Video: Values-Based Activities – Why Try Yoga?

Yoga has a lot of different benefits for chronic pain and chronic illness and can be worth trying out. If you’re hesitant, I totally get it, I was for the longest time as well.

Keep making the most of it!

How to Engage in Macro Self-Care

I was listening to a podcast called Therapy Chat, on an episode about therapist self-care. The guest talked about 2 different types of self-care: macro and micro. While this certainly applies to me and other healthcare professionals, I think it also applies to everyone else, including my fellow Chronic Pain Warriors and Spoonies. Self-care is important and I’ve talked about it on the blog many times before. More recently the self-care posts have been about Activities of Daily Living. This post (and the next one) is going to broaden the definition of self-care beyond our ADLs (though I still firmly believe that ADLs is the best place to start).

What is Macro Self-Care?
As an adjective, macro means “large-scale” or “overall.” So we’re looking at big ways to engage in self-care. These ways tend to be more time consuming and more expensive that micro self-care. They are usually things we can only do for ourselves on occasion – a few times a year, maybe once a month depending on your income. Though they tend to be fewer and further between, they have the ability to really help us reset. Sometimes we need to fully disengage from other parts of our life in order to come back to our problems and difficulties feeling refreshed.

Examples of macro self-care include going on a vacation, getting a massage or having a “spa day.” Spending a weekend away with a partner. Taking a class that’s of interest to you (like an art or music class). Going on a retreat. Recently I went on an 11 day trip to Turkey and Egypt with my parents and a good buddy of mine. I hadn’t taken a vacation (other than my brother’s wedding) from work in a year. I also hadn’t travelled outside the country since 2019. It was much needed macro self-care. I also spent a “long weekend” (as in we both took off Friday and Monday) with my partner in a cabin. Another great way for me to get some macro self-care in. I definitely do try to prioritize some of this. Again, sprinkled throughout the year in different forms. It decreases my stress overall and helps me reconnect with the people who are important to me.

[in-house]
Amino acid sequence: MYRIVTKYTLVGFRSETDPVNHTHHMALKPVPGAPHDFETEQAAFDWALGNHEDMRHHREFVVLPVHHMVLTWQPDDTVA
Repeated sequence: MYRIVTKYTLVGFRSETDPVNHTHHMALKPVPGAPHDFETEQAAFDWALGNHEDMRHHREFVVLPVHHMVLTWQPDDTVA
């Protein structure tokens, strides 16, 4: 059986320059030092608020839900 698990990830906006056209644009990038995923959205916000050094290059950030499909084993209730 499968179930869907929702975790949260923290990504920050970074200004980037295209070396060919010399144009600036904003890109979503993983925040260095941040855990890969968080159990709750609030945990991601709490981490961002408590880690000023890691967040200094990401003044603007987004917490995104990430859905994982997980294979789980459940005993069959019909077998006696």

Istanbul, Turkey November 4, 2022.

All of these things require planning and some money. This is what makes macro self-care important but unsustainable. Which is why next week I’ll be writing about micro self-care and how we can engage in that throughout our every day lives.

Video: What is Spoon Theory?

If you haven’t heard of Spoon theory, it’s definitely a great metaphor for chronic pain and illness. It can help you understand yourself better, and prepare to do helpful things like pacing. It can also serve as a great way to educate your friends and family on what it’s like to have a chronic illness or pain so that they can understand and support you better.

Keep making the most of it!

Lessons Learned Travelling While in Remission